Carterton District Council [CDC] will soon welcome four million more litres of water storage, with two new reservoirs boosting our community’s resilience.
CDC’s water team and partners completed final testing on the pair of 2 million litre water tanks, ahead of their implementation.
The council received funding from the Three Waters Stimulus for the construction of the towers.
Further investment by Council in the nearby Frederick St water treatment plant will ensure the stored water continues to meet the new national standards, now monitored by the new Taumata Arowai agency.
Hon. Ron Mark, Mayor of Carterton, said the additional storage and new technologies were a further step forward for our District’s water security.
“Bringing these tanks into the network, complemented by the upgrades at the treatment plant, enhances and strengthens our network.
“Irrespective of the future of water services in Carterton, we are working hard to ensure everyone on our water network receives the best, most resilient service possible.
“We want to drive community resilience through our long-term plan and see water security as central to that.”
As with all infrastructure projects, this was a complex project, conducted during challenging times through the Covid-19 lockdowns and the associated supply chain issues.
Geoff Hamilton, Chief Executive of Carterton District Council, said reaching the point of deployment is a success for all concerned and a positive outcome for the community.
“We have many people and organisations to thank for reaching this landmark. Our partners on these projects include Rakaia Engineering Ltd, the Department of Internal Affairs, and Max Tarr.
Mr. Hamilton said the new storage will boost community resilience, but it is also essential Carterton’s households and businesses continue to be prudent about their water use.
The resource consent obligations on our water take mean our District’s daily limits of 2500 cubic meters per day remain in place.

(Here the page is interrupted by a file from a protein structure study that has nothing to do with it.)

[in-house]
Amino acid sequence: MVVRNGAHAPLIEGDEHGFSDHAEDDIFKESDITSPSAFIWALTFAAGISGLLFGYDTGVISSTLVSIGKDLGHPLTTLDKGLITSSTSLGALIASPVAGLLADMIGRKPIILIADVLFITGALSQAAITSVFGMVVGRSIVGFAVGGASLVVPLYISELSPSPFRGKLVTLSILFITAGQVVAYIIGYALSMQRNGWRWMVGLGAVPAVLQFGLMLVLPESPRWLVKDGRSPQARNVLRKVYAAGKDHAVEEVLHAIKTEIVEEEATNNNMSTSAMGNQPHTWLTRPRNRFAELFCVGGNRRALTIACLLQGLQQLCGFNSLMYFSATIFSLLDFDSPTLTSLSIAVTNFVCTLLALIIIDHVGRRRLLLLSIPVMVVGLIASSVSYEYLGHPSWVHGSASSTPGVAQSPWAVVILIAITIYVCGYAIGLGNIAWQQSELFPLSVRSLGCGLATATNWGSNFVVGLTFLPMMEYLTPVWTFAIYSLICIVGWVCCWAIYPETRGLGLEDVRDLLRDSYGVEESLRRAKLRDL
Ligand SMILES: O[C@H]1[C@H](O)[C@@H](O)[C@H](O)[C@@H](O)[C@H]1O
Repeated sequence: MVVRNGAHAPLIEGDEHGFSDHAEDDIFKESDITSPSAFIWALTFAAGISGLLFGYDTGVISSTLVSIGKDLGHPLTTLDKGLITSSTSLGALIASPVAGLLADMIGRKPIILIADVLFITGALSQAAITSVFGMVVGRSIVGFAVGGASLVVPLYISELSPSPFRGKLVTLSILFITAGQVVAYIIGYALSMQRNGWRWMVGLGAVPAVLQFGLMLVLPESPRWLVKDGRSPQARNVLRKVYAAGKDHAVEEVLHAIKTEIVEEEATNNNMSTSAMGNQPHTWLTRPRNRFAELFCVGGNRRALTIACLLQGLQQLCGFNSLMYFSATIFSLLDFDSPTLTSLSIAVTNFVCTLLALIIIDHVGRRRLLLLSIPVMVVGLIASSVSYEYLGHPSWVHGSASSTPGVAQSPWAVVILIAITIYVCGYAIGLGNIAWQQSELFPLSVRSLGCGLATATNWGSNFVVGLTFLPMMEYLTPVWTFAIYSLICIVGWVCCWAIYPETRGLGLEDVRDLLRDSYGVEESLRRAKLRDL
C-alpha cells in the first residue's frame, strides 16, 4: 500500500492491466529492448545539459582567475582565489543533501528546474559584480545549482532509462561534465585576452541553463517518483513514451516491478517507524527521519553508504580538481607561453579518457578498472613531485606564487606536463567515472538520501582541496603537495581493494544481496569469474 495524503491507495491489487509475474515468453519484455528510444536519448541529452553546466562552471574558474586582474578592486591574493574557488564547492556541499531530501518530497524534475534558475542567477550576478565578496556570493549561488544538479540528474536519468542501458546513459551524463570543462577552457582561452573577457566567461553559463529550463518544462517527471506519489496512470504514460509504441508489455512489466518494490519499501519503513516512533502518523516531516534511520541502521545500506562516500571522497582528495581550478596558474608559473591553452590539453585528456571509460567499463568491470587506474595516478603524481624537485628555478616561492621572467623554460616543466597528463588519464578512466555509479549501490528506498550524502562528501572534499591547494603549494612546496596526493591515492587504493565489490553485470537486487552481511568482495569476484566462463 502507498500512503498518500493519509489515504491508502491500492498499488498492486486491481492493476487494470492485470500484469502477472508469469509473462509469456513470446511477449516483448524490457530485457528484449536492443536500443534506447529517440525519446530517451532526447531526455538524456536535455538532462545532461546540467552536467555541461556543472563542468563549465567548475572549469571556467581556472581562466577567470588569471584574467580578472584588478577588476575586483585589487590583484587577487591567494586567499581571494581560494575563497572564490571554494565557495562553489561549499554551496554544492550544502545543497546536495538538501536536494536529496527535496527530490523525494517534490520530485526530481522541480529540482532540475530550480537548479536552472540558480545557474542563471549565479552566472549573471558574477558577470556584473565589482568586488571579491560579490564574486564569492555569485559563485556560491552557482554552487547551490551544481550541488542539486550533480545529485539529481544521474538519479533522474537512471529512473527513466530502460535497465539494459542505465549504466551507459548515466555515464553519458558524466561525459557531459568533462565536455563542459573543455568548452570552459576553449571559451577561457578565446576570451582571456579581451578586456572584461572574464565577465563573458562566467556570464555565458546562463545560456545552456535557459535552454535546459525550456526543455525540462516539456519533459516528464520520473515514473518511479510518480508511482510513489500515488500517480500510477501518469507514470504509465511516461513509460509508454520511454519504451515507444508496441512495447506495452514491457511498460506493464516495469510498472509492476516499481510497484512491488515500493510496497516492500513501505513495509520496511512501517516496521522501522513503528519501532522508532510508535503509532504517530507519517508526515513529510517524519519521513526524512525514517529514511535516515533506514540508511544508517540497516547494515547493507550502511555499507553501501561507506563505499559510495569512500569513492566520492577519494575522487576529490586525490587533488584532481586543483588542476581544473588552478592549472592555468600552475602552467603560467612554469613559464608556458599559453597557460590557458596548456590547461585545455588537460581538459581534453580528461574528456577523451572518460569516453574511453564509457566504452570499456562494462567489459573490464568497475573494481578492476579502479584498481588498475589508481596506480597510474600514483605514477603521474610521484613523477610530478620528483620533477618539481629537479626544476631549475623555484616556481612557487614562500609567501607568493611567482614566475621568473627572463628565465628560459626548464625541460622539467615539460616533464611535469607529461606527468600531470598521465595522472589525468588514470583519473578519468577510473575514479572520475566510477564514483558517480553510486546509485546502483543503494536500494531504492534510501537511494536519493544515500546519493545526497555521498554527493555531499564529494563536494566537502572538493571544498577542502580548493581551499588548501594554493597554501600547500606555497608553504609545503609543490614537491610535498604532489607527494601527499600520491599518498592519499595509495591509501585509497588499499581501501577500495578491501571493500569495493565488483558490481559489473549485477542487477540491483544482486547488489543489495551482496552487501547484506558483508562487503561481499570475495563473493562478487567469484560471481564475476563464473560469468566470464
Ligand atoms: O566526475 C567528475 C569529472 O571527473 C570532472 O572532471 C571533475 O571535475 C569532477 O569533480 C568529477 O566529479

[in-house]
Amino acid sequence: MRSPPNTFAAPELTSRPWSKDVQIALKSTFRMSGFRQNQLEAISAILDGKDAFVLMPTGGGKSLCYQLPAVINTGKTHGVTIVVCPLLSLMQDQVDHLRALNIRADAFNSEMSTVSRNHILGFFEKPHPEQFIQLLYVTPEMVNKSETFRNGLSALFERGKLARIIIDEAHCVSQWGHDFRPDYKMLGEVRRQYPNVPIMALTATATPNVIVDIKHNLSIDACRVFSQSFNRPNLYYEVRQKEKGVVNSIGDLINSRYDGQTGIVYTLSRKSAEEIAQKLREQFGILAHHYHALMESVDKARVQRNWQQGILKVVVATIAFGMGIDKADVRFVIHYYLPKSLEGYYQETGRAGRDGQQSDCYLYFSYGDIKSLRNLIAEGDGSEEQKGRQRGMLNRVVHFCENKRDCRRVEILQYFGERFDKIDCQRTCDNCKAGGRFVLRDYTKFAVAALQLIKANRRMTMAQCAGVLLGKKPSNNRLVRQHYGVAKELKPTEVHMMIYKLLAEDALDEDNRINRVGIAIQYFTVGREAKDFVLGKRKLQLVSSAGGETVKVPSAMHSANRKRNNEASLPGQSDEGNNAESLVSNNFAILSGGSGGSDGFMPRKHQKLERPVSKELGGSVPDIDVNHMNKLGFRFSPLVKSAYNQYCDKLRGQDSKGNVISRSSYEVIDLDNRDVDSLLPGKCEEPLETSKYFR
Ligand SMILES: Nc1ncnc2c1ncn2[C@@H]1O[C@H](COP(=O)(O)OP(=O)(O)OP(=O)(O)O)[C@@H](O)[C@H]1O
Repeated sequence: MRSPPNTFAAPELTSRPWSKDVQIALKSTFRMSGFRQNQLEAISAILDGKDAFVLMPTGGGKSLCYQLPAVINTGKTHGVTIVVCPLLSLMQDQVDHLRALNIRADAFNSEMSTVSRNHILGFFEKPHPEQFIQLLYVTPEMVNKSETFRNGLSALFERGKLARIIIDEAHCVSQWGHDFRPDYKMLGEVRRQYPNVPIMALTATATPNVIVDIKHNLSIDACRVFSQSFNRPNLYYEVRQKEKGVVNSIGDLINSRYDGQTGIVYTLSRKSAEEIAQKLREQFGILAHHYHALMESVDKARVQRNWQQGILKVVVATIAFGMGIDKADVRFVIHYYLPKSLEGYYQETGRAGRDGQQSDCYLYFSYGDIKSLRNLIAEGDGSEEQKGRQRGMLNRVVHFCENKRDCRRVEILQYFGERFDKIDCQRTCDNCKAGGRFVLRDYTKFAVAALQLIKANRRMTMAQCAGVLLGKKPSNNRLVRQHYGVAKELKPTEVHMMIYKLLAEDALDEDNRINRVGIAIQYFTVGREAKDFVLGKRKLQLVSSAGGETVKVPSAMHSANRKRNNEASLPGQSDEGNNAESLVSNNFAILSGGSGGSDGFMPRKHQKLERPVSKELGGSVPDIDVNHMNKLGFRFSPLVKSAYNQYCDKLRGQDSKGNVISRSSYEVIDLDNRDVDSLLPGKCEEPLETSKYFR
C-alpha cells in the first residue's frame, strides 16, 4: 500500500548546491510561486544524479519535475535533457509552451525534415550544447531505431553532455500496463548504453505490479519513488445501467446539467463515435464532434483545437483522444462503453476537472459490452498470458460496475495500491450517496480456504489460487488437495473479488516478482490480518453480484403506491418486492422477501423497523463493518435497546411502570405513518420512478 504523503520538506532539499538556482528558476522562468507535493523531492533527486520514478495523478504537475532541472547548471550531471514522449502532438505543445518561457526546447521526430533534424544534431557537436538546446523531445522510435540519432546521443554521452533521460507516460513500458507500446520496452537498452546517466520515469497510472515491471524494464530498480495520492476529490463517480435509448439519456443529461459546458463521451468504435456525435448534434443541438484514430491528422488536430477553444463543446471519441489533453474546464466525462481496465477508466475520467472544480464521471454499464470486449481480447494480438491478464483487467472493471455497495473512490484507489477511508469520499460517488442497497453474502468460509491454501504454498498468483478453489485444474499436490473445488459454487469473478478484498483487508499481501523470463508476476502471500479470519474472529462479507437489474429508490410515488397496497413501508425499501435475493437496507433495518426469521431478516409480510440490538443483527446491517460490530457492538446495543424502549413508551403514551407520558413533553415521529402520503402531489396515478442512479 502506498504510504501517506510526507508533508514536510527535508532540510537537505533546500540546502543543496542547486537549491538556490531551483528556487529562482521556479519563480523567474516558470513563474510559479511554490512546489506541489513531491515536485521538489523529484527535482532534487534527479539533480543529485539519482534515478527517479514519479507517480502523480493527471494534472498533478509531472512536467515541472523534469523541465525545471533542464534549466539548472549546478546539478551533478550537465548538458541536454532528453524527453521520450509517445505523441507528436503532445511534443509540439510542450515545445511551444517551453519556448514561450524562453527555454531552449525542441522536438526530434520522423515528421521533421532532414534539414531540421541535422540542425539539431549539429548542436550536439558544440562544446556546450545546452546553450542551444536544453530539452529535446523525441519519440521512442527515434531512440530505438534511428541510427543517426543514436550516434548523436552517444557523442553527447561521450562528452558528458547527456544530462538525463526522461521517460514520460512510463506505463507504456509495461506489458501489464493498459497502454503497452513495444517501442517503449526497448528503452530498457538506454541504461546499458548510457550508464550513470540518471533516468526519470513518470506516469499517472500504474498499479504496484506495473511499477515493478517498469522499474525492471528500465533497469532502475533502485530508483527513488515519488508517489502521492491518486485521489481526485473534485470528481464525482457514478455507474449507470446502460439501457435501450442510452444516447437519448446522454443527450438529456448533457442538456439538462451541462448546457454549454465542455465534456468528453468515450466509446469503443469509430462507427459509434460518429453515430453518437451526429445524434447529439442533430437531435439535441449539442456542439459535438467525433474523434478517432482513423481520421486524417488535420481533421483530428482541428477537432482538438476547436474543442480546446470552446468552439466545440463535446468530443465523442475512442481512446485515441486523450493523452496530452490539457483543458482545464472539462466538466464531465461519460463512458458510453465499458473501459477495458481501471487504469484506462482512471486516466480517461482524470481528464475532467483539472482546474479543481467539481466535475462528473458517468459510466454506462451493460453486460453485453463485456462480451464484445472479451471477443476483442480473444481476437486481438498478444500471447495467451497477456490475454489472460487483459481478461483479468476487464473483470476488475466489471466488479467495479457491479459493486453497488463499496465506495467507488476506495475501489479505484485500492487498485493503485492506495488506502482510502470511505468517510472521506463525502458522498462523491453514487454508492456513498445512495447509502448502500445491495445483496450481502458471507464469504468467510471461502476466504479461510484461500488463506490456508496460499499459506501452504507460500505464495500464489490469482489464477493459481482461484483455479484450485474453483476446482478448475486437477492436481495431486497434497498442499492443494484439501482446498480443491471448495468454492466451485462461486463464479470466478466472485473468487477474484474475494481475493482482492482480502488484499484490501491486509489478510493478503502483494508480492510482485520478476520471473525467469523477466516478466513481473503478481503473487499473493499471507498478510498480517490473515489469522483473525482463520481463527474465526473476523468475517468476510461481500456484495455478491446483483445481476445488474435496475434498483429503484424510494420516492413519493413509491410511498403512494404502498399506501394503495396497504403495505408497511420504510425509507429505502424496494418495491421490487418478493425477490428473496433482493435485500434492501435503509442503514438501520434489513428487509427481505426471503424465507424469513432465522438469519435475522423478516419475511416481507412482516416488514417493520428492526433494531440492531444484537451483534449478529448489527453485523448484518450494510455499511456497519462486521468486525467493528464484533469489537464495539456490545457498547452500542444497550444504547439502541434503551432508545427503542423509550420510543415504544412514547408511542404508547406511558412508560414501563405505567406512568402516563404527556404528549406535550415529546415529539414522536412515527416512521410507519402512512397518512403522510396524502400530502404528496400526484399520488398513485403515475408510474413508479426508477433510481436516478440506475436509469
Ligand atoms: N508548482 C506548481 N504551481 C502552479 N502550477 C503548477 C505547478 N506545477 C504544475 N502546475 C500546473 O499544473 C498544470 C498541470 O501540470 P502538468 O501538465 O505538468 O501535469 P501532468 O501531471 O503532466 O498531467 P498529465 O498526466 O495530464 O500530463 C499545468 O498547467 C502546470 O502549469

“Creating this extra resilience augments work across Wairarapa’s Districts to improve our water security,” Mr. Hamilton said.
“CDC considers water security one of our biggest challenges, and opportunities, over the next few years. Regardless of the future of water services in Carterton, we are determined to provide the best possible outcome for our community. Water resilience for households, businesses, and the community is paramount.”
One of the ways households can create their own water security is by using a rainwater tank.
There is still an opportunity for gold card or community service card holders to win a free domestic water tank through the CDC’s Free Water Tanks promotion.
Carterton has more than 3,500 people eligible to enter the competition, and the chance to help them improve their own resilience is welcome.
“We want to see as many people as possible in the community reach a level of water security, and the water tanks promotion has already helped with that goal,” Mr Hamilton said.
“The competition remains open until the end of January, so please do take it. Drop in and see us at 28 Holloway St or go online at cdc.govt.nz/freewatertanks to find out more.”
Visit our Water section for more water-saving advice and information about your water, and Carterton’s water network.